This blog represents my personal reactions to my experience as a Peace Corps volunteer. It is not an official communication from the United States Government or the Peace Corps.

Tuesday, April 5, 2011

On the ground in Botswana!

On March 31 I met the 38 other people I will be with in Botswana. They are a diverse and fascinating group. A few tidbits: One is a trained opera singer, one is an organic farmer from northern California, one is a large young black man from Kansas, one is 83 years old.

We had a one day session in Philadelphia on April 1, and then left the hotel at 2:30am (that is not a typo) to bus to JFK. We arrived at 7:30am, checked in, and finally took off at 11;15am. We then spent 15 hours on the airplane to Johannesbrg. That is cnough time to watch 3 movies, eat two meals, and spend substantial time in the aisles and galleys getting to know each other better.  By the way, South African Airlines serves south african wine and it is excellent.

We did have one member who decided, at the airport, not to continue with us. I am sure it was a very difficult decision for him, and all of us wish him the very best, and perhaps to see him at another time for another adventure somewhere in the world.

We landed in Johannesburg at 8:30am on April 3. Immediately we were treated to an airport full of exotic fabrics, models of all sorts of wild animals, skins, and people of all sizes, ages, and colors. Then on for another one hour flight on a Dash 8 to Gaborone. The small airplane meant that most of our luggage did not arrive until the next day, so we did spend one day in the same clothes, jet lagged, and openly confused, but ready and willing to dive in.

Dive in we did - four hours of Setswana instruction, paperwork to complete, and two injections - Hep B and rabies. I now do not worry about meeting slathering dogs - ha!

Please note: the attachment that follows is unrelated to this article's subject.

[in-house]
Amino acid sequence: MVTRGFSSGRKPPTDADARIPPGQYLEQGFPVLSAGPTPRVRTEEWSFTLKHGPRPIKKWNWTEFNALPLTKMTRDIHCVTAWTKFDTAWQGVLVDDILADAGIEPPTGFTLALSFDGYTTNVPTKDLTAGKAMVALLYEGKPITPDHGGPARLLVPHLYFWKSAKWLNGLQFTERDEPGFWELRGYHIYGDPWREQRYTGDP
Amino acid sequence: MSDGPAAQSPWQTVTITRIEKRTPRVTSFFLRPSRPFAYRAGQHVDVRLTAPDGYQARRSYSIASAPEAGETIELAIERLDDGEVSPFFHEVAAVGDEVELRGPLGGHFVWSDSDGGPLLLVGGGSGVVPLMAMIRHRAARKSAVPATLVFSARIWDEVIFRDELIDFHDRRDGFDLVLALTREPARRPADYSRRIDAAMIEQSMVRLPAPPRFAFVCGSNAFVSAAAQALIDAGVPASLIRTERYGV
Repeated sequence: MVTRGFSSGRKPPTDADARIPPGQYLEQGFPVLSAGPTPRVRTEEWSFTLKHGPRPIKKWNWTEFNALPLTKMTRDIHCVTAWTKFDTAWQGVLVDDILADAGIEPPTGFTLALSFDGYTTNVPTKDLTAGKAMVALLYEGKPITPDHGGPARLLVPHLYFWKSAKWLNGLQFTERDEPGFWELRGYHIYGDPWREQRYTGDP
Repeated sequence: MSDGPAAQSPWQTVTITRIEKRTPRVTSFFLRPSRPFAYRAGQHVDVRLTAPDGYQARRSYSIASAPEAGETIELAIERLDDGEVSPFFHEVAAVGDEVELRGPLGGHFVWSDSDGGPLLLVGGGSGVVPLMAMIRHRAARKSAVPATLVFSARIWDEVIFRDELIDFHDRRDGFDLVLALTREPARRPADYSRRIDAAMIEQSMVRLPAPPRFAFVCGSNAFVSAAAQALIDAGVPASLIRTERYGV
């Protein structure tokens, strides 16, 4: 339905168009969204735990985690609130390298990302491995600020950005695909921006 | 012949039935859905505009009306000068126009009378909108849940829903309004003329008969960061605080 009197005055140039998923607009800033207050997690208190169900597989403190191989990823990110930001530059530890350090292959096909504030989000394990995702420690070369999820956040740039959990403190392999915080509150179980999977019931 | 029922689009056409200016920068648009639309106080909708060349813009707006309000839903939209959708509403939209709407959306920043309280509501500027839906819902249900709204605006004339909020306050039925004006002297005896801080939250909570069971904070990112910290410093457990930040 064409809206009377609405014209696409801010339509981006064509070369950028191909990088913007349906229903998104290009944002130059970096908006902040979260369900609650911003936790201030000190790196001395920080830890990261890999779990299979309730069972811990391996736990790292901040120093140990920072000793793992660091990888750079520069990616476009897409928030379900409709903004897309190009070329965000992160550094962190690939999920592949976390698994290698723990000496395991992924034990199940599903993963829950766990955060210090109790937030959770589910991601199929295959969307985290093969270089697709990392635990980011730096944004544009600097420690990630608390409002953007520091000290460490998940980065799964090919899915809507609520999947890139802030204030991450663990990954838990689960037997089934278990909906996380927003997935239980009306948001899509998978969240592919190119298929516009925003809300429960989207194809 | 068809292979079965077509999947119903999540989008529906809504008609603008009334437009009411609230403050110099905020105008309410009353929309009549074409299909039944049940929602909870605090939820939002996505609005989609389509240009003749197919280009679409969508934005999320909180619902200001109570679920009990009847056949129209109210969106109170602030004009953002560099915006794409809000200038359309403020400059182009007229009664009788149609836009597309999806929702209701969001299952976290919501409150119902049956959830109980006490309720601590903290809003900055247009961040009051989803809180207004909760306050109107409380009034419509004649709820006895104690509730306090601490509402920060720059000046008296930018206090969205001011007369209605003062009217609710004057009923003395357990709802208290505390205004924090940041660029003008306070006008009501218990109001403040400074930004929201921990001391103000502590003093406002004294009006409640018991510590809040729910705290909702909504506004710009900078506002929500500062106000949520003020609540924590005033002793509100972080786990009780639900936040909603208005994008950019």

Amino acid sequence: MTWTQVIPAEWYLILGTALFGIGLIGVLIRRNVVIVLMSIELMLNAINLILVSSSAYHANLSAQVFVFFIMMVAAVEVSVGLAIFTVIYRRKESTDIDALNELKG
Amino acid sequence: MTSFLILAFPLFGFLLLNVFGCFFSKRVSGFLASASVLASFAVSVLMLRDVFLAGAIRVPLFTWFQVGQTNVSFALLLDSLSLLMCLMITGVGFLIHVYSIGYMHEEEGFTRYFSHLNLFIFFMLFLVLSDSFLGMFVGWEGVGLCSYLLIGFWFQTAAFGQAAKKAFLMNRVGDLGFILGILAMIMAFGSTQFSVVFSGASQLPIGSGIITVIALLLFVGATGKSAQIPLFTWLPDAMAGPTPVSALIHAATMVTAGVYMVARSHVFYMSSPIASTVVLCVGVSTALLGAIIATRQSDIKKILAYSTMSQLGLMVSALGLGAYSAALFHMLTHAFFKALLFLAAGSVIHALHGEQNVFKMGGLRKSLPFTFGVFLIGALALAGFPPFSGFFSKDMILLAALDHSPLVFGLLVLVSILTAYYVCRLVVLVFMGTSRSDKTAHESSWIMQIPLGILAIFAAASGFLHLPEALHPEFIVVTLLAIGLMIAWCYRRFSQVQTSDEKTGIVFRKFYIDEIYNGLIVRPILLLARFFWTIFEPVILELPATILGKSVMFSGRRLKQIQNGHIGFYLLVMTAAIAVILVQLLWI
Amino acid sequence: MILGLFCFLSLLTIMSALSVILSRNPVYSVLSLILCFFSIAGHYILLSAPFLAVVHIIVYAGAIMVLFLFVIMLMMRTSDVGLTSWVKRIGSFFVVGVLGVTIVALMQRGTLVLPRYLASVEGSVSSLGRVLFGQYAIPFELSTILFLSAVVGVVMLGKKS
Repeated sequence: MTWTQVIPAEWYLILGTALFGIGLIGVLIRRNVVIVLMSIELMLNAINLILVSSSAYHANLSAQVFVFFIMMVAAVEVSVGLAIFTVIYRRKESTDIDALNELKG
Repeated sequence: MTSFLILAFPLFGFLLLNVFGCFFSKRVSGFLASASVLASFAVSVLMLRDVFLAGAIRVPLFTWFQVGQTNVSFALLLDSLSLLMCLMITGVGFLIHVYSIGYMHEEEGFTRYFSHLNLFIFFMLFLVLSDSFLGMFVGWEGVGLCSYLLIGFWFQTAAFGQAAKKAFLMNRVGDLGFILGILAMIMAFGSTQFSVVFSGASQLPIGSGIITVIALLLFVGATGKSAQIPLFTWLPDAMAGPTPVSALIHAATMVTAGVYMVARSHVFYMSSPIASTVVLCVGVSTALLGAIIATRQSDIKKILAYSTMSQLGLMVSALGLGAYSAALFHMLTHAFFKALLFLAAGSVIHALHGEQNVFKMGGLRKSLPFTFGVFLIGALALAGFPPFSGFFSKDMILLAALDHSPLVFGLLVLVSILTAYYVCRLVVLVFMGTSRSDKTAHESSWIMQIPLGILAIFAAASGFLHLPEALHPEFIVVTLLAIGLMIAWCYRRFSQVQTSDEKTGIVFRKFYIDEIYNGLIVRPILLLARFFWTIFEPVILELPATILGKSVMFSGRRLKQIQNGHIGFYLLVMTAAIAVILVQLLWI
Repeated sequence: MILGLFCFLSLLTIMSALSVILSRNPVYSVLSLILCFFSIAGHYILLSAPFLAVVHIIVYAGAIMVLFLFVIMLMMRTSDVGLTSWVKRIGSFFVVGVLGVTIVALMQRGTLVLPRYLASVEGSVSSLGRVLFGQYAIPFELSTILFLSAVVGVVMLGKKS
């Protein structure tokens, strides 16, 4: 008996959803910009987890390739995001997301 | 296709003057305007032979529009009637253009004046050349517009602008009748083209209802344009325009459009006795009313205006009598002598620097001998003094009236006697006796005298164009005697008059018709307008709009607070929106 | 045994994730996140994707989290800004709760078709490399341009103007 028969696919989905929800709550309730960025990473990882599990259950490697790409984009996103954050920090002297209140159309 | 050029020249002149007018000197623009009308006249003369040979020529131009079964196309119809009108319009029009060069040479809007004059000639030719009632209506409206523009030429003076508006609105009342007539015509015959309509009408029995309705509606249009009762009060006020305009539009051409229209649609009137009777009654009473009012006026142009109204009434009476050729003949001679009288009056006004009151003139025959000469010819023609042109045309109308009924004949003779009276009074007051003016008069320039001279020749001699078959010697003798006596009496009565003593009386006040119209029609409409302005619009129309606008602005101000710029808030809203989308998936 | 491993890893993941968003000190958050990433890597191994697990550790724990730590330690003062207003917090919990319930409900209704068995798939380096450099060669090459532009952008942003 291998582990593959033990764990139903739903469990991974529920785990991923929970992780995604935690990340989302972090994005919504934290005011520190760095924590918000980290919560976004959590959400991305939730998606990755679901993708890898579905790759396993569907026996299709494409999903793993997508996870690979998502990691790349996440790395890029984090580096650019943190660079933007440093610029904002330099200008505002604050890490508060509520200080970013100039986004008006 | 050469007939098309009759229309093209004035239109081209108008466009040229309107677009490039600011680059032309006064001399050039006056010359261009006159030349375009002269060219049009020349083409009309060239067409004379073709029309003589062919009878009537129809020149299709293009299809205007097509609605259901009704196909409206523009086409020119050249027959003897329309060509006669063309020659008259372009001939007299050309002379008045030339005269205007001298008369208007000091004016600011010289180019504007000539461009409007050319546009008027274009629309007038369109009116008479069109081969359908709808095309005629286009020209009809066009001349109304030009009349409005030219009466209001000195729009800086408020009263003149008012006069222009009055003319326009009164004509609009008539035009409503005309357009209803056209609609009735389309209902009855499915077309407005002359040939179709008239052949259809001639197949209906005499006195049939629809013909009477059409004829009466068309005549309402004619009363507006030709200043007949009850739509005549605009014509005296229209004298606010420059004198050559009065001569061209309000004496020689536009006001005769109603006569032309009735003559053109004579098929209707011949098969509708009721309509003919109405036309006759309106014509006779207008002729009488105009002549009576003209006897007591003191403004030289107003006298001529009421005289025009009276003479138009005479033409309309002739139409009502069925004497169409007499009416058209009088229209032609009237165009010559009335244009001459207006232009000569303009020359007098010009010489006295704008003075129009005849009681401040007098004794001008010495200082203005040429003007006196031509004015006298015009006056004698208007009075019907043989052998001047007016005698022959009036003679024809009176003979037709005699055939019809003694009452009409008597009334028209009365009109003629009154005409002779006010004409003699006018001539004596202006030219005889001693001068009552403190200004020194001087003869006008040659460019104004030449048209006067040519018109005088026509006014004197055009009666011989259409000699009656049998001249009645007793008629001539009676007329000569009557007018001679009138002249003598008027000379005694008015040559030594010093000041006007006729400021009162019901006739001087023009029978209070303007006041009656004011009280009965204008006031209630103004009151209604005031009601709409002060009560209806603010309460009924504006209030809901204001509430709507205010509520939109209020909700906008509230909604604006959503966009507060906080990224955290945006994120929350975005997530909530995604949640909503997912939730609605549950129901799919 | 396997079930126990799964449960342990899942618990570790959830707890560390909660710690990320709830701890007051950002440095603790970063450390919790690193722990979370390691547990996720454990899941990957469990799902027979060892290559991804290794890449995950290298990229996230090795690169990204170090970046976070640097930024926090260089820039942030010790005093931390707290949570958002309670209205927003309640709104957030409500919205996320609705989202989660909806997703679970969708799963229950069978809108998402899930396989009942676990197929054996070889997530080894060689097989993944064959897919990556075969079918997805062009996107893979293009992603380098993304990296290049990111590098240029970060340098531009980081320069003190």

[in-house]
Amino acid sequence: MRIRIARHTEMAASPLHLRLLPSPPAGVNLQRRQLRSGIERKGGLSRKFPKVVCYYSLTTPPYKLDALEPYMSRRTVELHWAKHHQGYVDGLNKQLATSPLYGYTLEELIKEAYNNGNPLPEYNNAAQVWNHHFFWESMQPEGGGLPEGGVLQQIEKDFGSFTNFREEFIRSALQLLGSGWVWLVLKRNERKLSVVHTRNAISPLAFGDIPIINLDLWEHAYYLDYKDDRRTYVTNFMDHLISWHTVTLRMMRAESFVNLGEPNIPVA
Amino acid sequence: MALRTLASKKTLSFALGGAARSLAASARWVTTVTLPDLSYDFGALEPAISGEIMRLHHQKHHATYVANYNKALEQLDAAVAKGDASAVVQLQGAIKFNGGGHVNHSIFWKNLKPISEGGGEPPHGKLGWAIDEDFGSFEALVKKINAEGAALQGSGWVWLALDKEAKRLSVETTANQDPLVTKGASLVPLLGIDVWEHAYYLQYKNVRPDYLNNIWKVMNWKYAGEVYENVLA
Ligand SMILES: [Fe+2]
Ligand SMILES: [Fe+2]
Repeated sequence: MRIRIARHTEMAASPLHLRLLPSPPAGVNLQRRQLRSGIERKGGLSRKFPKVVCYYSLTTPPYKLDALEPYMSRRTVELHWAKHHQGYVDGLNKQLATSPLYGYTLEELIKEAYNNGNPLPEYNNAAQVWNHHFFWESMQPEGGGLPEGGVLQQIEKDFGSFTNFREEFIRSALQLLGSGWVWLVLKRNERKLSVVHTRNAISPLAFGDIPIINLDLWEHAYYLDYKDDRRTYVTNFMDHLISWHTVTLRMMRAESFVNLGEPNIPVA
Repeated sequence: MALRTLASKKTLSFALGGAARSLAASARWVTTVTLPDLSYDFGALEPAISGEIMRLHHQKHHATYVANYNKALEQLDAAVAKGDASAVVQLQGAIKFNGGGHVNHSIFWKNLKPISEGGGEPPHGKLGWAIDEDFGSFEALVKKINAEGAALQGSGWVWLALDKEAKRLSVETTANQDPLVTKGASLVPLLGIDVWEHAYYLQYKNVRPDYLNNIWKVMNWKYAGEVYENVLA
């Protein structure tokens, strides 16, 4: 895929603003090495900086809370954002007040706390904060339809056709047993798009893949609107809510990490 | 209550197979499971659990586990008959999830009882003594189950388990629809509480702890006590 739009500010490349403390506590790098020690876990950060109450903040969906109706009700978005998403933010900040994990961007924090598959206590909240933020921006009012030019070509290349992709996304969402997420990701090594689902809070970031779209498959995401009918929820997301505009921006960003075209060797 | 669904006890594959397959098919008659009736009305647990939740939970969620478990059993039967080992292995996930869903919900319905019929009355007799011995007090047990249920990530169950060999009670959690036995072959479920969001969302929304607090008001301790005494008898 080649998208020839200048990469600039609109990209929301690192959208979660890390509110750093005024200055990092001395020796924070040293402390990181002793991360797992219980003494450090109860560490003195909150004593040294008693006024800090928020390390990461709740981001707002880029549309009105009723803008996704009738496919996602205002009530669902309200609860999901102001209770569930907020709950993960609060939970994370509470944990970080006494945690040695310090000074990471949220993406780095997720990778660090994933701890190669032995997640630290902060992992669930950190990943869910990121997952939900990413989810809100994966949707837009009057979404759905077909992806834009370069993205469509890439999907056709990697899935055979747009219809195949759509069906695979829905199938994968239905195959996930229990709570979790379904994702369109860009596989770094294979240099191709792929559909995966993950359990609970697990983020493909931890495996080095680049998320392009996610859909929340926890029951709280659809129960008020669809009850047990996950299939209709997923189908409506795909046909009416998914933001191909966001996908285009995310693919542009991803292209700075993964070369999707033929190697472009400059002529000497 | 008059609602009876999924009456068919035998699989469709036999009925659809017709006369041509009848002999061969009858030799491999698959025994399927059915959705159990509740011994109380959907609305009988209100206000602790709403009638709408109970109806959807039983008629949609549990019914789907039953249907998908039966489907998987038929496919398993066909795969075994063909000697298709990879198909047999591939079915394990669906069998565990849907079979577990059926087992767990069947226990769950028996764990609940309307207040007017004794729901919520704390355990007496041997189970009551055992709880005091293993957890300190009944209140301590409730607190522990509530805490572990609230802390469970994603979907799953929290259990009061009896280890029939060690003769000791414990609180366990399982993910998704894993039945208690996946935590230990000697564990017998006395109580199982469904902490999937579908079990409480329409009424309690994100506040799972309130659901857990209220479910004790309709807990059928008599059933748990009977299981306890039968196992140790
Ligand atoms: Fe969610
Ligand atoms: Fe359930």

When we arrived it was hot, but then a terrific thunderstorm came through and cooled us off for the evening. Today has been cool and cloudy, reminding my of Denver's weather.

This hotel has wifi in the lobby, with 6 chairs available for 39 people who want to email home. So we all try to be considerate of each other so everyone can let everyone at home know they are safe.

We spent quite a bit of time today talking about our homestay period. On Thursday, we will be taken to a village named Kanye and spend the next 9 weeks living with a family there while we continue our training. We will spend 4 hours per day on Setswana, and also learn about Botswana culture, HIV/AIDS and the joys of working in the Peace Corps - which I recommend so far!

The attitude here is upbeat even in the midst of jet lag, frustration at learning a difficult language, and adapting to new food, strange beds, and malaria medication on top of other immunizations. The seriousness of what we are about to do is dawning, but does not seem to daunt anyone.

I must close and let others have the internet. More from Kanye, when I can find an internet cafe.